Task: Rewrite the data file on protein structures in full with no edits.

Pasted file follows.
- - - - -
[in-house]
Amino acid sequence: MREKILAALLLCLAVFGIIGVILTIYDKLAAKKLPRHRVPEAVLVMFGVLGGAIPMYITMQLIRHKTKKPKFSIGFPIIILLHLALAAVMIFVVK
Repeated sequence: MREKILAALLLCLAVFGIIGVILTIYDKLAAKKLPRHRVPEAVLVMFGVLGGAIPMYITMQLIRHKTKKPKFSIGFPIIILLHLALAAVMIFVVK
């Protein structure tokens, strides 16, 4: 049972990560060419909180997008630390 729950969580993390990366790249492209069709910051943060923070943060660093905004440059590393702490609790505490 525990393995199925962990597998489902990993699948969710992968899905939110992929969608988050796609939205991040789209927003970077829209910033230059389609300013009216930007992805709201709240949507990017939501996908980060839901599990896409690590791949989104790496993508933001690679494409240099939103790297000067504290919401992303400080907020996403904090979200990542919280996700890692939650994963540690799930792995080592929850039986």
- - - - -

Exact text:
[in-house]
Amino acid sequence: MREKILAALLLCLAVFGIIGVILTIYDKLAAKKLPRHRVPEAVLVMFGVLGGAIPMYITMQLIRHKTKKPKFSIGFPIIILLHLALAAVMIFVVK
Repeated sequence: MREKILAALLLCLAVFGIIGVILTIYDKLAAKKLPRHRVPEAVLVMFGVLGGAIPMYITMQLIRHKTKKPKFSIGFPIIILLHLALAAVMIFVVK
């Protein structure tokens, strides 16, 4: 049972990560060419909180997008630390 729950969580993390990366790249492209069709910051943060923070943060660093905004440059590393702490609790505490 525990393995199925962990597998489902990993699948969710992968899905939110992929969608988050796609939205991040789209927003970077829209910033230059389609300013009216930007992805709201709240949507990017939501996908980060839901599990896409690590791949989104790496993508933001690679494409240099939103790297000067504290919401992303400080907020996403904090979200990542919280996700890692939650994963540690799930792995080592929850039986």